When you look at how Tanzanians manage money, it’s easy to conclude at first glance that they don’t have savings. To be sure, to have a savings account is still considered somewhat unusual. Even uni graduates and the middle class seem to have cash flow problems. It’s common for a worker to arrive and tell her employer she needs an advance of her wages, or she won’t have money for the bus the next day, for example.
One theory that’s been posited is that Tanzanians are still in a subsistence mindset. Their processes and cultural expectations are still shaped by their hand to mouth past (and present, for some), so they’re in the habit of spending straight away.
Or perhaps it’s due to the stereotypical African lack of planning. Do they simply buy now without thinking that the money might be needed for something later?
Or is it that keeping a savings account seems selfish? After all, if there’s someone in front of you right now asking for money, who are you to keep your money for a far-off or hypothetical rainy day.
Likely each of these things play a role, but I want to suggest that Tanzanians do in fact think about the future.
Consider this proverb:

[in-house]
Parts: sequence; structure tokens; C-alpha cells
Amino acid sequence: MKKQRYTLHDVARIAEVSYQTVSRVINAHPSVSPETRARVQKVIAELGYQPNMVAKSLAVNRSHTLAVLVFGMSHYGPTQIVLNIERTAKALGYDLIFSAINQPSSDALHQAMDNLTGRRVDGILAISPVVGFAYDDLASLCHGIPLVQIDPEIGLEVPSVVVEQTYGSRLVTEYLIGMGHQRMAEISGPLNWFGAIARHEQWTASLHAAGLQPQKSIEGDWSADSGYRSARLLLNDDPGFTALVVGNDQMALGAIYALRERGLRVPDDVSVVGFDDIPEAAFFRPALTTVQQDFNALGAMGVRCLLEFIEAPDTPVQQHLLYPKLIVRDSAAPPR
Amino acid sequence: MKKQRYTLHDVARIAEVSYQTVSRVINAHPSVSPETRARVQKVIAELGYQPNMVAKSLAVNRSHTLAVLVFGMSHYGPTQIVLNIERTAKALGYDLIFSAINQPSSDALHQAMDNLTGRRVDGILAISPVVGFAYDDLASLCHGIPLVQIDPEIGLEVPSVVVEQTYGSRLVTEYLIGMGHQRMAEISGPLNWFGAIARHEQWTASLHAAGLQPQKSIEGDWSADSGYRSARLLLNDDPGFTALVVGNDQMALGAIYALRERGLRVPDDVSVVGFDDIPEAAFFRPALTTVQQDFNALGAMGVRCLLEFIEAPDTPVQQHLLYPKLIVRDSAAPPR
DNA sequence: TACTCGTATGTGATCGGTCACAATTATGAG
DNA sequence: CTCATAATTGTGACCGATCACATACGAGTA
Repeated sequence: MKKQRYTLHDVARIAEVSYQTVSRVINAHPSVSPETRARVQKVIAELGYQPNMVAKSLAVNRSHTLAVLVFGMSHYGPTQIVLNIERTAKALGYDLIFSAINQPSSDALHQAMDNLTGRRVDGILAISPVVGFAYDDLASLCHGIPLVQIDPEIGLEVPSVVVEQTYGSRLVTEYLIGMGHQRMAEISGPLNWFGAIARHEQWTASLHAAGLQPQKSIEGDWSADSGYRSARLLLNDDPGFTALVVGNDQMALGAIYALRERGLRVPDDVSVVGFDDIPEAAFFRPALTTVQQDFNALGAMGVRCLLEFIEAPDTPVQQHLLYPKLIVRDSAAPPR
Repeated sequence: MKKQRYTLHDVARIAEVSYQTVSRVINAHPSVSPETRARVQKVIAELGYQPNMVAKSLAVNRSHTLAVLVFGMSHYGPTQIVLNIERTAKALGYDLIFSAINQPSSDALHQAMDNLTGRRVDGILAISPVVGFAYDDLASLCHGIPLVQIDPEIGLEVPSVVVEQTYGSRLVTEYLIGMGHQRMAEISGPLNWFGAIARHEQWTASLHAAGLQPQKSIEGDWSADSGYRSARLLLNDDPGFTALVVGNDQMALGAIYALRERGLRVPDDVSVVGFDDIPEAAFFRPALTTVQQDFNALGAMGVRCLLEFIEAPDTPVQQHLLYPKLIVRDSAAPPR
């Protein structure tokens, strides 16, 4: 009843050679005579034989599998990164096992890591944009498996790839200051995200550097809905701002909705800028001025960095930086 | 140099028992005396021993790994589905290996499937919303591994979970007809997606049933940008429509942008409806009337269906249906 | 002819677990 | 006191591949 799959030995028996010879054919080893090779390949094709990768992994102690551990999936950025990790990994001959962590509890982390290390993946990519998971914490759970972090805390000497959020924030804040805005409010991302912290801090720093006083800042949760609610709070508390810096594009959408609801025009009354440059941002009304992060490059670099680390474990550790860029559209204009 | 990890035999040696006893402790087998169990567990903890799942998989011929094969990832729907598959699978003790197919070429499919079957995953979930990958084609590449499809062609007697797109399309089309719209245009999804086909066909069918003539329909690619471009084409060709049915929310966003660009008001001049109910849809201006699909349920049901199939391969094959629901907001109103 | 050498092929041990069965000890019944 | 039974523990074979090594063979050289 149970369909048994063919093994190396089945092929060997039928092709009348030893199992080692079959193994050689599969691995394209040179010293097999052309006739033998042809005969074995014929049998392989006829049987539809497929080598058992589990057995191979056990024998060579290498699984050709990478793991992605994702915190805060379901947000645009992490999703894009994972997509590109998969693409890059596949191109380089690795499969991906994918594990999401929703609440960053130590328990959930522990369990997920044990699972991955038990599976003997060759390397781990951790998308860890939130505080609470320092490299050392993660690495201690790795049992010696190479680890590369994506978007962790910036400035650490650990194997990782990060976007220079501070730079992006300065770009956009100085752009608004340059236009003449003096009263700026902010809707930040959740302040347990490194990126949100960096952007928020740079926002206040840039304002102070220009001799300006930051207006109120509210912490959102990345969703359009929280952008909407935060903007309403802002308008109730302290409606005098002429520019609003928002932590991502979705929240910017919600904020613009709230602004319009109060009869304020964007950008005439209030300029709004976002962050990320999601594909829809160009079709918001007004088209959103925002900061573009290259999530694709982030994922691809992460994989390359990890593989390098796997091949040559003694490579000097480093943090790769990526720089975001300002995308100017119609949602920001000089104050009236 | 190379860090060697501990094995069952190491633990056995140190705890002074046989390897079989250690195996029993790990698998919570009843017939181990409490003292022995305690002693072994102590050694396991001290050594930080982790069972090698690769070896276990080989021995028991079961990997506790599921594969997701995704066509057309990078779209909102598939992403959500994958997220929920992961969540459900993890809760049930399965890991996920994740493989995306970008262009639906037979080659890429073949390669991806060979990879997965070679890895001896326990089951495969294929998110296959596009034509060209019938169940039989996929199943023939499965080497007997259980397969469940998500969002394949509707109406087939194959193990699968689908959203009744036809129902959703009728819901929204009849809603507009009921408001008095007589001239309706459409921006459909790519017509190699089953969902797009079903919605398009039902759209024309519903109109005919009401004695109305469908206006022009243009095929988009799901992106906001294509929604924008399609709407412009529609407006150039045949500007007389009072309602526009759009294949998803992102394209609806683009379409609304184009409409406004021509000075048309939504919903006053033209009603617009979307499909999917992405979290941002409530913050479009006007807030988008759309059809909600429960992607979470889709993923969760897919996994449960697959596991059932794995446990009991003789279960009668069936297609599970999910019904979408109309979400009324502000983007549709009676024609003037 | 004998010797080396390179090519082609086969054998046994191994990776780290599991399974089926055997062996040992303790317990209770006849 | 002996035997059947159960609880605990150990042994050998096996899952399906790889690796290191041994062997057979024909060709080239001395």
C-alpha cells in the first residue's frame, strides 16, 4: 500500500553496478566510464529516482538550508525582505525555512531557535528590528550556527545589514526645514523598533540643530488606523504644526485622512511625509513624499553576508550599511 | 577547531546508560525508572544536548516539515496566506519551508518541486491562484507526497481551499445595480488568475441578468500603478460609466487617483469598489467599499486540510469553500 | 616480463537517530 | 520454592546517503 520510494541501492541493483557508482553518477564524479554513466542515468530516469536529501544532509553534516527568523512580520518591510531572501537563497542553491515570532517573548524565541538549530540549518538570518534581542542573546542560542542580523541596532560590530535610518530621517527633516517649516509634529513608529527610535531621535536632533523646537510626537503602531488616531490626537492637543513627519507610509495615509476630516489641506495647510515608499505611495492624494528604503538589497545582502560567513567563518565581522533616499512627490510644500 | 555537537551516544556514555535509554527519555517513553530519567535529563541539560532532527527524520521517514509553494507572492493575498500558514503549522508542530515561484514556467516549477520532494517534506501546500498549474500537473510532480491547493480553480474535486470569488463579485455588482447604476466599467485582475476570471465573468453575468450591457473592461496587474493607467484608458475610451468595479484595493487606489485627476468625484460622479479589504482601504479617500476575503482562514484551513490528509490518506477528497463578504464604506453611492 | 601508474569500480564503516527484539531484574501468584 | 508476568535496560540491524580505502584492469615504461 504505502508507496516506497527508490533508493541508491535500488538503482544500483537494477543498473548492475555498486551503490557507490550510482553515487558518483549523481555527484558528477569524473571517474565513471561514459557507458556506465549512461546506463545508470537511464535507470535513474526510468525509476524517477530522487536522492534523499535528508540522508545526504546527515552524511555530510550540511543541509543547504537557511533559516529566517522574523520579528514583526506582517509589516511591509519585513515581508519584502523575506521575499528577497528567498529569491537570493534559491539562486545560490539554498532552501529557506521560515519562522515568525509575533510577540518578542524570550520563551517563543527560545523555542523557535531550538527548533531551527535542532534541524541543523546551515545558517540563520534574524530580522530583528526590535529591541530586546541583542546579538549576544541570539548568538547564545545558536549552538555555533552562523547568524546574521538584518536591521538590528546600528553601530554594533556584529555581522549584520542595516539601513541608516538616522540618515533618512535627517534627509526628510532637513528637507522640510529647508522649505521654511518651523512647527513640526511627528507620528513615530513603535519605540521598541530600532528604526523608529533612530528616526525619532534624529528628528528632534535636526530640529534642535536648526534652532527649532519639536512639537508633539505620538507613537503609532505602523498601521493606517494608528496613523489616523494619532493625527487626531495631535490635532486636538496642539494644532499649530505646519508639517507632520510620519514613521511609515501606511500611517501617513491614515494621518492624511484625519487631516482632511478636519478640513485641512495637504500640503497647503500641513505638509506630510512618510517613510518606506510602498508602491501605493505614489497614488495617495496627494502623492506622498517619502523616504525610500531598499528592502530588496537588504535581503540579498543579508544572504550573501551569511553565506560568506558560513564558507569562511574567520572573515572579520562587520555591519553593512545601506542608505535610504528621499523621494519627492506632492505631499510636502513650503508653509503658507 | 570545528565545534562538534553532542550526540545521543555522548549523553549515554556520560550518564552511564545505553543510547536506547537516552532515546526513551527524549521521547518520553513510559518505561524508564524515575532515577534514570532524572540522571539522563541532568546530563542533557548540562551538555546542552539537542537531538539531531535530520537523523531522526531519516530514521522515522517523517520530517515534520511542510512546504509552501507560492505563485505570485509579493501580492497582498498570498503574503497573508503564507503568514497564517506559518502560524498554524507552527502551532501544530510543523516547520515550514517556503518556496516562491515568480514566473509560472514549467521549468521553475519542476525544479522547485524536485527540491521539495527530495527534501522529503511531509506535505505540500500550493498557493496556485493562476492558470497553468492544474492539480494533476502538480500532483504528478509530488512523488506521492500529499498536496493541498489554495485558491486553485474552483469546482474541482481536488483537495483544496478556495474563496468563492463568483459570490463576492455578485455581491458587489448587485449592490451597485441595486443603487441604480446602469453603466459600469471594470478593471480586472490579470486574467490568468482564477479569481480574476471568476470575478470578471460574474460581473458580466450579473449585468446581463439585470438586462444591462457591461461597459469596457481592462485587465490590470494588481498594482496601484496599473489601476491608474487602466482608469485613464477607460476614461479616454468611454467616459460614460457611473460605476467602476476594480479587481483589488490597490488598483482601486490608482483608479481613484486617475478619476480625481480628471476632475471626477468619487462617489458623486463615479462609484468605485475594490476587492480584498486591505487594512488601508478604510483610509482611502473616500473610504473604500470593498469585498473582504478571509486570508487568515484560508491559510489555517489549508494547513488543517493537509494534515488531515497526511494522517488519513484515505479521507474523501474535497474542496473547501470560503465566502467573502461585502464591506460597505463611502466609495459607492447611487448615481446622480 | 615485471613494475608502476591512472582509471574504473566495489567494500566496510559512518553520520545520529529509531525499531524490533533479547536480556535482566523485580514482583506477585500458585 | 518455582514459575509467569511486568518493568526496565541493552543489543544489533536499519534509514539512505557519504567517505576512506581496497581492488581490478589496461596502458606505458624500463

Wema ni akiba. Goodness is a saving.
And its companion:
Akiba haiozi. Savings do not rot.
When Tanzanians need to fundraise (and they fundraise for everything from weddings to travel to school fees), they go around to everyone they know and ask them for a little bit. Everything adds up. Of course, the more people you have in your circle, the more people you can ask.
People give because they feel obligated. There’s a relationship there. Your goodness to them or their belief in your character pays off. Goodness is a saving.
In this sense, I think it’s fair enough to say that even Tanzanians who have no monetary savings do indeed save. But they save obligation rather than money itself. It’s like the money savings are in trust of the people they know until such a time as they call it in. (Which makes me think more about some of Jesus’ parables about money, like this one.) The emphasis is placed on being a good neighbour and in good stead with those around you, and this pays off for you down the track.
Arthur and I have from time to time noted that this makes sense in a corporate culture. Everyone gets to be involved in everything, rather than each person taking care of their own affairs, and it encourages harmony.
Of course, if you’re the person being asked, this is why your money doesn’t belong to you. You are in someone’s debt and that debt must be paid. This is why even wealthy people with large incomes and more western values about money can find it hard to pay school fees or set up a savings account. They are still part of a society where people are constantly coming to them and asking them for money. We have wondered what to do about this ourselves. In the end, we’ve just ended up budgeting a monthly amount for miscellaneous money that will be required of us.
Tamie Davis is an Aussie living in Tanzania, writing at meetjesusatuni.com.